They collectively took a huge dump in everyone else's bed and then did nothing about it, so that just left people stepping up with their bad solutions and vigilantism to try and clean up the mess. Want to "fix" BrickerBot and Hajime, etc.? Fix your devices, secure your networks, and isolate your devices, as applicable. Just like Mirai and the rest, if they can't root the device, then they can't propogate either, and everyone benefits - in fact, unlike the blackhat authors of malicious botnets, the vigilantes are more likely to shut up shop as soon as there are credible signs of progress being made. Acknowledging the message they are sending is all that is required.

Comment Looking at my firewall logs (Score 4, Informative) 93

Looking at my firewall logs I think BrickerBot v3.0 may have actually been unleashed on the 18th, not the 20th. There was a huge decline in scanning for port 5358 that started on the 18th, which is now less than half the activity level it was at on the 17th, and less than 15% of the levels it was peaking at prior to BrickerBot v1.0. There are further, but smaller, falls in some of the other typical IoT ports like 2323 that started around the same time as well.

If you're reading, Janit0r (or whatever your current pseudonym is), keep up the good work! Might be worth taking a look at what's going on with Port 81 as well... Just sayin' :)

Comment Re:It has its uses (Score 1) 402

I'm going to argue there are no special cases that don't fit.

In a strictly mathematical sense, yes, various things are equivalent and various patterns are universal. However, that's a bit like saying you can do anything with sequencing, selection and repetition. While true in a sense, realistically it doesn't necessarily represent the clearest way to express everything. In practice, I have sometimes found that while I might build individual parts of a complicated algorithm from tools like folds, it may be clearer and easier to write the "big picture" using explicit recursion rather than trying to adapt everything to fit some standard algorithm.

As a practical example, not so long ago I was working on some code that would take some information in a certain format as input, and update a rather complicated graph-like data structure to incorporate that extra information. This algorithm involved walking the graph, and depending on the properties of each node reached and of the information to be merged in, either updating that single node "in place" or changing the structure of the graph around it. Each such step would typically transfer some of the remaining information into the graph, and then continue walking the rest of the graph to merge in the rest of the information until one or the other ran out. No doubt with enough mathematical machinations this could have been shoe-horned into some standard pattern, but in practice it was far simpler and more transparent to write a small set of mutually recursive functions that implemented the required behaviour at each step. And of course each of those functions then received information about the state of the graph walk and the state of the information being merged in through parameters.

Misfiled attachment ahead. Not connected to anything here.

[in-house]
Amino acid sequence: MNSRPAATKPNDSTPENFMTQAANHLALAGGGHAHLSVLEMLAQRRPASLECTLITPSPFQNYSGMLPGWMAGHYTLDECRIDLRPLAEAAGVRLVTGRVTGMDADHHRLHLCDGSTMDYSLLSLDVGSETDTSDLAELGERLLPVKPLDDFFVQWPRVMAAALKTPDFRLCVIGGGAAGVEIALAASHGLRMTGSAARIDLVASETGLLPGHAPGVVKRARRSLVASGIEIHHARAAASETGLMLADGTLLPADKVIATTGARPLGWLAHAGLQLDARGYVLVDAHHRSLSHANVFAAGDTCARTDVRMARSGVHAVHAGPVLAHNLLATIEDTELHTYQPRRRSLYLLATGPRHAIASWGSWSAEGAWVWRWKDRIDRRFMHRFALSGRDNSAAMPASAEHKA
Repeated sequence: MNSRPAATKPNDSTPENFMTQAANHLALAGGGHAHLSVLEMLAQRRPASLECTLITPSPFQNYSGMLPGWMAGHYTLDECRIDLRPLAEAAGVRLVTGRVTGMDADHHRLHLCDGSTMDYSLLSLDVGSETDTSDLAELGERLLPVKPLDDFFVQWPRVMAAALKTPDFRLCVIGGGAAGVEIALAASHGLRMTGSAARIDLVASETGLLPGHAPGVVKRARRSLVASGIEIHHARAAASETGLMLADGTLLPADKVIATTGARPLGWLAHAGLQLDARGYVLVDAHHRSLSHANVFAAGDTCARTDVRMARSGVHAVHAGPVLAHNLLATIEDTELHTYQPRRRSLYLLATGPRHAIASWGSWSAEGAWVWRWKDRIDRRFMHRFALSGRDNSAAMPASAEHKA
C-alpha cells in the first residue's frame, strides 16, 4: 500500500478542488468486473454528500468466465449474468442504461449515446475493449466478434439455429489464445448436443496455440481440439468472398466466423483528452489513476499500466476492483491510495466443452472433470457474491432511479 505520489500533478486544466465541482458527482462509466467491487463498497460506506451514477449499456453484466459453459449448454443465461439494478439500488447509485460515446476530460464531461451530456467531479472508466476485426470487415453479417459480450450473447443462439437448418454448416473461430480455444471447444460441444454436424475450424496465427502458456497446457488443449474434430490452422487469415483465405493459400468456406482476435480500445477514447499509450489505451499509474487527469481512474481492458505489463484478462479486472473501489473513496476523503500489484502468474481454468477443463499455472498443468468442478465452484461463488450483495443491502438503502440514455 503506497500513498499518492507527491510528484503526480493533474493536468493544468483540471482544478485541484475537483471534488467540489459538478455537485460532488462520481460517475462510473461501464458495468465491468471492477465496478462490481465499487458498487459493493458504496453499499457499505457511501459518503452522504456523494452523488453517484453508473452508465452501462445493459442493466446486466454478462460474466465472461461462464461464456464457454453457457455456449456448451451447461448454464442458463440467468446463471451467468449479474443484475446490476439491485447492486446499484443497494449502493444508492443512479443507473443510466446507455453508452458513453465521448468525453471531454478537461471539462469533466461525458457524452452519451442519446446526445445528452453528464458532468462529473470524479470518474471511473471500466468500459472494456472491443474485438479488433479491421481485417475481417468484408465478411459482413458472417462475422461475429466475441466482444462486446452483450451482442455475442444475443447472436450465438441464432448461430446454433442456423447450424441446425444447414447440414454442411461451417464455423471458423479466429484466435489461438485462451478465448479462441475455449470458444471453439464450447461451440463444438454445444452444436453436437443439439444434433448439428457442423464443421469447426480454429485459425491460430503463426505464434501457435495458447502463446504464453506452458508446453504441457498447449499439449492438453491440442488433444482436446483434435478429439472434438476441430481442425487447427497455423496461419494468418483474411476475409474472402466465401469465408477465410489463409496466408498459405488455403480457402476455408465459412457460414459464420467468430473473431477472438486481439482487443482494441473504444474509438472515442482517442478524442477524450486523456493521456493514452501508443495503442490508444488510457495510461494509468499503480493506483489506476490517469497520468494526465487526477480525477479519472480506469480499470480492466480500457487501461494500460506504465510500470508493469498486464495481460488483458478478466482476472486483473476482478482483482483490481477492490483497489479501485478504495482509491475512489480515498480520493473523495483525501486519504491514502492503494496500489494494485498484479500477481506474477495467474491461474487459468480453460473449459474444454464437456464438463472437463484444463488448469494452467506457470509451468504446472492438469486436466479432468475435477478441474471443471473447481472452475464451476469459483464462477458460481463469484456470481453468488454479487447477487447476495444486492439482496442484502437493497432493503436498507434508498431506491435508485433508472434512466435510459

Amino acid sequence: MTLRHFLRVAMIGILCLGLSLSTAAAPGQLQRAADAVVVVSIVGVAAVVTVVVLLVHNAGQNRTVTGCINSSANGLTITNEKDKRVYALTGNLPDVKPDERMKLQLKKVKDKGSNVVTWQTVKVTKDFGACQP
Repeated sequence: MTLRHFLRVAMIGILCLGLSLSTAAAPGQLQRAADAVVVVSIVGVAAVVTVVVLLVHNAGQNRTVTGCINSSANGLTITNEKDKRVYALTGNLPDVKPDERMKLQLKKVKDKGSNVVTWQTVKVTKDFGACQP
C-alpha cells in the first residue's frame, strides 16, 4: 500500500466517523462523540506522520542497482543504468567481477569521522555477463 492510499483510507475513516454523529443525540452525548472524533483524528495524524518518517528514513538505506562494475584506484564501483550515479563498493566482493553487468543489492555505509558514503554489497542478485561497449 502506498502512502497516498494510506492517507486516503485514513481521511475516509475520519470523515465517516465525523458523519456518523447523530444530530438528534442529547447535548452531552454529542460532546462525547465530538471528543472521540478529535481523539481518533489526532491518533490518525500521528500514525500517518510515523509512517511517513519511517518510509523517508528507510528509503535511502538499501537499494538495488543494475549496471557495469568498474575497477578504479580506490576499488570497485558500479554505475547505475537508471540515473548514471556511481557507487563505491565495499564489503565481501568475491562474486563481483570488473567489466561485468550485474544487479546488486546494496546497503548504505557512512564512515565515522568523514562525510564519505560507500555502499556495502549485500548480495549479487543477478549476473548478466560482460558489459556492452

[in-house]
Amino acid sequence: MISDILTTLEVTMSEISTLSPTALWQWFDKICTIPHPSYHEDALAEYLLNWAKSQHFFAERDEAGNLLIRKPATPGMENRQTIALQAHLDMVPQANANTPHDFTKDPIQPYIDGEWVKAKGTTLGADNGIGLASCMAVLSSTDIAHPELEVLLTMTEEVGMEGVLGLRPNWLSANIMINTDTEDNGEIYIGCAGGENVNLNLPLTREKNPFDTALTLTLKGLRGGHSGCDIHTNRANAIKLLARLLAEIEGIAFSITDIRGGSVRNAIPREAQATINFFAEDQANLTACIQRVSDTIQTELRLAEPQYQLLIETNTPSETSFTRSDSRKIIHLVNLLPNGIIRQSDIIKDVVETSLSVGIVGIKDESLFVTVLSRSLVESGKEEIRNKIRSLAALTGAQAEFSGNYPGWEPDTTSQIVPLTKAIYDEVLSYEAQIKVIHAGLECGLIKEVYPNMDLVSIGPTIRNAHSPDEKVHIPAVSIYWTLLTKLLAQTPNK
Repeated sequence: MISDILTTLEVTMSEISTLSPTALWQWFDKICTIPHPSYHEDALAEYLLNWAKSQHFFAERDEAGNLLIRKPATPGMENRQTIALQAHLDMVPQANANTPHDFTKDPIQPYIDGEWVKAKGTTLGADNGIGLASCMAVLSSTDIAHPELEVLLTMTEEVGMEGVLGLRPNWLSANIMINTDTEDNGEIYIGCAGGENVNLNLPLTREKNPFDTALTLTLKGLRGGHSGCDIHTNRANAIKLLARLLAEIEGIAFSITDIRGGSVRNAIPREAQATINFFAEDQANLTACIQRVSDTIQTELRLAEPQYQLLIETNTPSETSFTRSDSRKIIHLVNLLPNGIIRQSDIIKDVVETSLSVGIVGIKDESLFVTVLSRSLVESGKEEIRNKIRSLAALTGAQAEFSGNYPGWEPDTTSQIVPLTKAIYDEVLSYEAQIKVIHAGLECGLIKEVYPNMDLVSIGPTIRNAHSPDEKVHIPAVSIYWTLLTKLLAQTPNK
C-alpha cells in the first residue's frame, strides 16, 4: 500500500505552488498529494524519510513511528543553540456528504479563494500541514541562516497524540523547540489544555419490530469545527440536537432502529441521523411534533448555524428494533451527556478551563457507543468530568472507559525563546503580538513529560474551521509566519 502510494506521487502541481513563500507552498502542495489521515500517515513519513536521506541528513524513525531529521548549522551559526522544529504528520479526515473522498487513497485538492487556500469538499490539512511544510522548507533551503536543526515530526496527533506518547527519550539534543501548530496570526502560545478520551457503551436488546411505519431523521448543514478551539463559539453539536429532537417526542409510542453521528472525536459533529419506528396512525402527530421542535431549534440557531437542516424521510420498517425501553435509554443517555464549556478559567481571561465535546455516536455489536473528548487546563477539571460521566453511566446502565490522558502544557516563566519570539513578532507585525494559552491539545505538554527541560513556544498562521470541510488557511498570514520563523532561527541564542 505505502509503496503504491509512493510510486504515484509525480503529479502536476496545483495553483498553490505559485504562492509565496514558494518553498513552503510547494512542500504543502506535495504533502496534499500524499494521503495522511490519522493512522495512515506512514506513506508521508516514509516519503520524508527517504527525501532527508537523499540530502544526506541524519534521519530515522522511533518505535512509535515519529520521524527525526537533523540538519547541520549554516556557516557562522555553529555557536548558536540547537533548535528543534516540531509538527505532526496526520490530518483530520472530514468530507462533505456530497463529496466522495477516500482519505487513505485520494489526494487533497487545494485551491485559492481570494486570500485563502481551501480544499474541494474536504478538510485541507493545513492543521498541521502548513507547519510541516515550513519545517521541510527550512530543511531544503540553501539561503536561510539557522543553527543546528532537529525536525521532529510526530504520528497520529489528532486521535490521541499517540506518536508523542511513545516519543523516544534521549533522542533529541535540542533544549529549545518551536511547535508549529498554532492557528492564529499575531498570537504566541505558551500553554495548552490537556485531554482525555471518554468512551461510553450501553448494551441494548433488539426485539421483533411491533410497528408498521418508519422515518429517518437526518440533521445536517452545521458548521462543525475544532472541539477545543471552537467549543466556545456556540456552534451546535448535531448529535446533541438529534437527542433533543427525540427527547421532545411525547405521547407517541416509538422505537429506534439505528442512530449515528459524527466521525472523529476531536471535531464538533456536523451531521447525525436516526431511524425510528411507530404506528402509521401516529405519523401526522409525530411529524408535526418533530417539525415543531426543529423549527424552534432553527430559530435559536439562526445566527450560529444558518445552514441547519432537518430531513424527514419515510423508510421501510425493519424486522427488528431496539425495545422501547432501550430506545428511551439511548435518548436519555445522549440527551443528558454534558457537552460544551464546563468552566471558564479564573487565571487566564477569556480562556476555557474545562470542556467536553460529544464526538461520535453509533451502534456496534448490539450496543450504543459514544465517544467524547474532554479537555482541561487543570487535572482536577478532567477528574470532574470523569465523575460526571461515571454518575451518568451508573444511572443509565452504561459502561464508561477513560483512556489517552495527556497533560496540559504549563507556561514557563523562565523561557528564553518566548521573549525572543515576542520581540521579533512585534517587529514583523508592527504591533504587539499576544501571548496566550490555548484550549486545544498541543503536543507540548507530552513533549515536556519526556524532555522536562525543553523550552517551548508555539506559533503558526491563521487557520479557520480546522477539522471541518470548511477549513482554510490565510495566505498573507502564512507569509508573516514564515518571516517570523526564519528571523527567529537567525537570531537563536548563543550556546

At this point I think purity allows for laziness and laziness demonstrates a lot of the advantages of purity.

If you only care about the result of evaluating a function, sure, but if you also care about the performance characteristics of your program, I don't think it's so simple. Laziness can be both a blessing and a curse.

As for lazy with large amounts of data, Hadoop is lazy. So I'm not sure what you are saying.

In short, unrestricted laziness can cause huge increases in the amount of working memory required to run a program, until finally something triggers the postponed evaluations and restores order. As I recall, there was even a simple tutorial example in Real World Haskell that could wind up exhausting the available memory just by scanning a moderately large directory tree because of the accumulated lazy thunks.

Submission + - Uber Gets Sued Over Alleged 'Hell' Program To Track Lyft Drivers (techcrunch.com)

An anonymous reader writes: Uber has another lawsuit on its hands. This time, it’s about Uber’s alleged use of a program called “Hell.” The plaintiff, Michael Gonzales, drove for Lyft during the time Uber allegedly used the software. He’s seeking $5 million in a class action lawsuit. As the story goes, Uber allegedly tracked Lyft drivers using a secret software program internally referred to as “Hell.” It allegedly let Uber see how many Lyft drivers were available to give rides, and what their prices were. Hell could allegedly also determine if people were driving for both Uber and Lyft. The lawsuit, filed in the U.S. District Court for the Northern District of California, alleges Uber broadly invaded the privacy of the Lyft drivers, specifically violated the California Invasion of Privacy Act and Federal Wiretap Act and engaged in unfair competition. Uber has not confirmed nor outright denied the claims.